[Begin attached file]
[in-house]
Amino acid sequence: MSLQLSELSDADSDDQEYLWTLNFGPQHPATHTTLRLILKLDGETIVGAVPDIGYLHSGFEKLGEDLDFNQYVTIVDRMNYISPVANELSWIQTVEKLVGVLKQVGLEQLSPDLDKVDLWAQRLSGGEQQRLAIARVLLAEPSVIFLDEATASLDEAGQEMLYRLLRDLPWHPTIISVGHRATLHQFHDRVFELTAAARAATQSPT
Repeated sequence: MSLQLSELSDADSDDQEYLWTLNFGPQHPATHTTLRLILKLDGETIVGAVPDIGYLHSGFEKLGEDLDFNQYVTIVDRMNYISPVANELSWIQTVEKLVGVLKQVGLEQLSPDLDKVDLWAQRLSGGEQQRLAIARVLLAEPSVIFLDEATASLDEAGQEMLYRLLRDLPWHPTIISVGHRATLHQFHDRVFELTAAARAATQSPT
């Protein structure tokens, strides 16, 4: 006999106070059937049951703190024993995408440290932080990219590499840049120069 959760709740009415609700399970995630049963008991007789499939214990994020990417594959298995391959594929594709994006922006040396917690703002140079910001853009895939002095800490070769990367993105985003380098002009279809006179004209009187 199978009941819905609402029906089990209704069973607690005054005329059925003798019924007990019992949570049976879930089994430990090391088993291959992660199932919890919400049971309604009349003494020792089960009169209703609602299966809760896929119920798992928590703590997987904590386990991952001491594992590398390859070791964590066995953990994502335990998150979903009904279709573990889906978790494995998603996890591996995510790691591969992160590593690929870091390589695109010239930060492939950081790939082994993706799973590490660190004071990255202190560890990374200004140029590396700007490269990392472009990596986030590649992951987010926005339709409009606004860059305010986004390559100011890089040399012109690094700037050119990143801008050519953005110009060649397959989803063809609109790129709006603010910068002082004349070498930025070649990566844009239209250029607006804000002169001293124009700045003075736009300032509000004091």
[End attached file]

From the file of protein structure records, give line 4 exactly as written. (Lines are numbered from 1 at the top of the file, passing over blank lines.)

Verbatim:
């Protein structure tokens, strides 16, 4: 006999106070059937049951703190024993995408440290932080990219590499840049120069 959760709740009415609700399970995630049963008991007789499939214990994020990417594959298995391959594929594709994006922006040396917690703002140079910001853009895939002095800490070769990367993105985003380098002009279809006179004209009187 199978009941819905609402029906089990209704069973607690005054005329059925003798019924007990019992949570049976879930089994430990090391088993291959992660199932919890919400049971309604009349003494020792089960009169209703609602299966809760896929119920798992928590703590997987904590386990991952001491594992590398390859070791964590066995953990994502335990998150979903009904279709573990889906978790494995998603996890591996995510790691591969992160590593690929870091390589695109010239930060492939950081790939082994993706799973590490660190004071990255202190560890990374200004140029590396700007490269990392472009990596986030590649992951987010926005339709409009606004860059305010986004390559100011890089040399012109690094700037050119990143801008050519953005110009060649397959989803063809609109790129709006603010910068002082004349070498930025070649990566844009239209250029607006804000002169001293124009700045003075736009300032509000004091």